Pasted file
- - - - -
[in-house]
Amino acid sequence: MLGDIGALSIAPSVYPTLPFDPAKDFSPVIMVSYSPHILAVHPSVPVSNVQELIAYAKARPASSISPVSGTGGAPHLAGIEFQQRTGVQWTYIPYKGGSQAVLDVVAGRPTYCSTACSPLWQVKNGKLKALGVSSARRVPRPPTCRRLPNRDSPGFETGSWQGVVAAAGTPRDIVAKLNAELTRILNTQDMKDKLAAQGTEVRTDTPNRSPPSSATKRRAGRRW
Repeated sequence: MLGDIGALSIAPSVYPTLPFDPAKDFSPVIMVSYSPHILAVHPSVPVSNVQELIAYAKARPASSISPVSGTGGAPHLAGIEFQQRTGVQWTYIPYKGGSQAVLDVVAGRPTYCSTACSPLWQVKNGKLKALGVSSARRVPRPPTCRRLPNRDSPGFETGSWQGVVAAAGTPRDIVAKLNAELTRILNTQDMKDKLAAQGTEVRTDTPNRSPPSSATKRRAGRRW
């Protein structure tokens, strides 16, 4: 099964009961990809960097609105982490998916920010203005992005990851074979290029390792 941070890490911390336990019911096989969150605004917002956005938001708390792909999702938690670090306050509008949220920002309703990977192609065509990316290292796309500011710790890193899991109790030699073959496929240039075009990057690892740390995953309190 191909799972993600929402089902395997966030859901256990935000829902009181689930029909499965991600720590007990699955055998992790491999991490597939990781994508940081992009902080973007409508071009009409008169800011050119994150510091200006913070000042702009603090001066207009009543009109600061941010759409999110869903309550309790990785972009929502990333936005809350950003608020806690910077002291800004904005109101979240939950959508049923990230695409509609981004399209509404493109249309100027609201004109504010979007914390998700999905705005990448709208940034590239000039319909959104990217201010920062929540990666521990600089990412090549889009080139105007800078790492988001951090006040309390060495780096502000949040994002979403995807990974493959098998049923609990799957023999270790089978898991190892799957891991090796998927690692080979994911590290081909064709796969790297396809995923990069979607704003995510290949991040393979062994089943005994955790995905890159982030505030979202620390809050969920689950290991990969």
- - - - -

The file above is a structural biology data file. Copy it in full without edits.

[in-house]
Amino acid sequence: MLGDIGALSIAPSVYPTLPFDPAKDFSPVIMVSYSPHILAVHPSVPVSNVQELIAYAKARPASSISPVSGTGGAPHLAGIEFQQRTGVQWTYIPYKGGSQAVLDVVAGRPTYCSTACSPLWQVKNGKLKALGVSSARRVPRPPTCRRLPNRDSPGFETGSWQGVVAAAGTPRDIVAKLNAELTRILNTQDMKDKLAAQGTEVRTDTPNRSPPSSATKRRAGRRW
Repeated sequence: MLGDIGALSIAPSVYPTLPFDPAKDFSPVIMVSYSPHILAVHPSVPVSNVQELIAYAKARPASSISPVSGTGGAPHLAGIEFQQRTGVQWTYIPYKGGSQAVLDVVAGRPTYCSTACSPLWQVKNGKLKALGVSSARRVPRPPTCRRLPNRDSPGFETGSWQGVVAAAGTPRDIVAKLNAELTRILNTQDMKDKLAAQGTEVRTDTPNRSPPSSATKRRAGRRW
């Protein structure tokens, strides 16, 4: 099964009961990809960097609105982490998916920010203005992005990851074979290029390792 941070890490911390336990019911096989969150605004917002956005938001708390792909999702938690670090306050509008949220920002309703990977192609065509990316290292796309500011710790890193899991109790030699073959496929240039075009990057690892740390995953309190 191909799972993600929402089902395997966030859901256990935000829902009181689930029909499965991600720590007990699955055998992790491999991490597939990781994508940081992009902080973007409508071009009409008169800011050119994150510091200006913070000042702009603090001066207009009543009109600061941010759409999110869903309550309790990785972009929502990333936005809350950003608020806690910077002291800004904005109101979240939950959508049923990230695409509609981004399209509404493109249309100027609201004109504010979007914390998700999905705005990448709208940034590239000039319909959104990217201010920062929540990666521990600089990412090549889009080139105007800078790492988001951090006040309390060495780096502000949040994002979403995807990974493959098998049923609990799957023999270790089978898991190892799957891991090796998927690692080979994911590290081909064709796969790297396809995923990069979607704003995510290949991040393979062994089943005994955790995905890159982030505030979202620390809050969920689950290991990969």